That second drop box image same as the first, I only queried it because my camera, is similar frame size 4000x3000-ish and the images run to about 2.5 MB not .9 MB

Seems to be ok though.

Using the script for a one-stop fix - make sure the setting is 'convert foreground to background' or you get grey.

edit: better result running the script twice, color picked the grey first time, then the slightly off-white for the second run.
Not changing the attachement. Wink

image attached.


Attached File(s) Thumbnail(s)
   

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Jul 5, 2014, 13:48
Post: #8
RE: Fixing Photographs
Hmm, cutting them out does not seem like a good option to me. I have done it though and it looks alright, not as rounded as I would like it to be... maybe I'll outsource the cleaning to a Graphic Designer. I'd rather not.

I'm more annoyed that I could have taken these images, I was getting the same grey backgrounds from my own photography. Despite buying lights and all sorts of gadgets. I was thinking of buying this kit along with a macro lense (http://www.ebay.co.uk/itm/Photo-Studio-B...36281895).

Back on subject... here are the results I got from the last piece of advice. Time consuming though.

http://www.faceand.co.uk/muk-hard-styling-mud-mini.html
http://www.ebay.co.uk/itm/Hard-MUK-Mini-...27e6a8dbf3
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Jul 5, 2014, 20:59
Post: #9
RE: Fixing Photographs
(Jul 5, 2014 20:01)ofnuts Wrote:  The path method gives much better results. The principle is of course to use as few control points as possible so that the lines are just the smooth lines naturally produced by adjusting the tangents. I used 14 control points:



You don't need to spend a lot on lighting. What you need is a tripod, a good camera (that means at least an entry-level DSLR and a decent lens) , and the skill to use it (because there is some skill involved...). Your photographer did a rather good job and produced very sharp pictures(*). Not the ones you asked perhaps, but maybe because he misunderstood you. You are not going to get this kind of results easily by yourself.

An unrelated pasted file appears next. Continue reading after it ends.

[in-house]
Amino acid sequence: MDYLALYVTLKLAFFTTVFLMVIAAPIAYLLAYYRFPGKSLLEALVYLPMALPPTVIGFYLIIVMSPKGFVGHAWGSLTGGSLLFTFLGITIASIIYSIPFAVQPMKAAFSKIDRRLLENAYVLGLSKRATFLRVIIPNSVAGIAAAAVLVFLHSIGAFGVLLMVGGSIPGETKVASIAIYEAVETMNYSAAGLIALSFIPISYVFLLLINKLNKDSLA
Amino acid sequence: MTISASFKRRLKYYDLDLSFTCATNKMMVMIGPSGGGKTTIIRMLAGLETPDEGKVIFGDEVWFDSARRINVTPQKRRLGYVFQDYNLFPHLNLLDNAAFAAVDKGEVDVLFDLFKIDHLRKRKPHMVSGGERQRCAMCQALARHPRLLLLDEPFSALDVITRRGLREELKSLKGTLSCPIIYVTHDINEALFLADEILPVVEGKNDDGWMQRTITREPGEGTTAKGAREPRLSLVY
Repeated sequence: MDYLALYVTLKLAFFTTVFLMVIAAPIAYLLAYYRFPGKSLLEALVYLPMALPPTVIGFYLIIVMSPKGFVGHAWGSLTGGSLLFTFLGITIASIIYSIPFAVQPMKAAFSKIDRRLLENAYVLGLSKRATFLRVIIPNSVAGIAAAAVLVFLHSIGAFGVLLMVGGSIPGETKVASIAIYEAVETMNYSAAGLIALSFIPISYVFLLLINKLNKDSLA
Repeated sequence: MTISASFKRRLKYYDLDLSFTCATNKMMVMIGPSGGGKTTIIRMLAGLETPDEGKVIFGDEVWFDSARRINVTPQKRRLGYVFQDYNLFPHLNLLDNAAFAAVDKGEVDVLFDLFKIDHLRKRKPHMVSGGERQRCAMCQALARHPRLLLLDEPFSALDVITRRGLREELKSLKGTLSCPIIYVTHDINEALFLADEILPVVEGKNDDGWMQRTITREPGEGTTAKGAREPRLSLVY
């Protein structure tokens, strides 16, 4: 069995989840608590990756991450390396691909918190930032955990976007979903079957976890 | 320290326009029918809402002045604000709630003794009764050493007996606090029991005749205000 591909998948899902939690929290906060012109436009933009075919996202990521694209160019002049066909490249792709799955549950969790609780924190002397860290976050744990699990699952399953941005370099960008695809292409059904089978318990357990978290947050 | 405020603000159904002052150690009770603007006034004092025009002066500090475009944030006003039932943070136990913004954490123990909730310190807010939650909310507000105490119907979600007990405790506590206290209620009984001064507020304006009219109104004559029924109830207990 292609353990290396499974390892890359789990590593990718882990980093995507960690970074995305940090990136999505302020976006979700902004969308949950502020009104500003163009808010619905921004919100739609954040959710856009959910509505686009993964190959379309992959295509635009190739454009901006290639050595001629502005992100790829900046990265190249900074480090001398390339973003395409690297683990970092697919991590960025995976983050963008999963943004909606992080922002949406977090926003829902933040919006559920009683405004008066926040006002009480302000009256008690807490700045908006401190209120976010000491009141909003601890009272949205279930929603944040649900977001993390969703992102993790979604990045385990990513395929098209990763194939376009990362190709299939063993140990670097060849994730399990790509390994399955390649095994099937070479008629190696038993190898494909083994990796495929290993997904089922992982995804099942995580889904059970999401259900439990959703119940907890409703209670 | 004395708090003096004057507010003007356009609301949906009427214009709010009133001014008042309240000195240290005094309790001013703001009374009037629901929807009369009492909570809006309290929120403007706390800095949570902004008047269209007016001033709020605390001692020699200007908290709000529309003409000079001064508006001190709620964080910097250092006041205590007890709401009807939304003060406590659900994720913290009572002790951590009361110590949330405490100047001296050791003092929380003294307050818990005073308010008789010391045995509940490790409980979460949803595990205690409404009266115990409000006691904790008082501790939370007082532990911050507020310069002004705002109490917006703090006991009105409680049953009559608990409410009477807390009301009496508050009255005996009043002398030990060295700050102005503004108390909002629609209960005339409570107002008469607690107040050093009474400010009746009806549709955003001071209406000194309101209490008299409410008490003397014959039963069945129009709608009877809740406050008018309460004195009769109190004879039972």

You can also get a lighting tent. To produce a white background, some of the lighting is directed to the background so that it is overexposed and is pure white.

(*) which is why the boxes are easy to cut out. With a compact camera you would get a pixel soup and it would be a lot more difficult to cut out the subject properly. Likewise if, when using a better camera, you don't pay attention to focus and have parts of the images that are blurry.

OKay then, I am missing something, 14 control points... I had about 100 mouse clicks at least. So I am doing something wrong. The problem of course is, if you dont know the question..... and I don't.

I think I am going to order this http://www.ebay.co.uk/itm/Pro-Photo-Stud...1c362410c2
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Jul 5, 2014, 21:16
Post: #10
RE: Fixing Photographs
For a cleaner selection, after making the path/selection. Try growing or shrinking the selection.

Edit > Select > Grow 2 to 5 px more

or

Edit > Select > Shrink...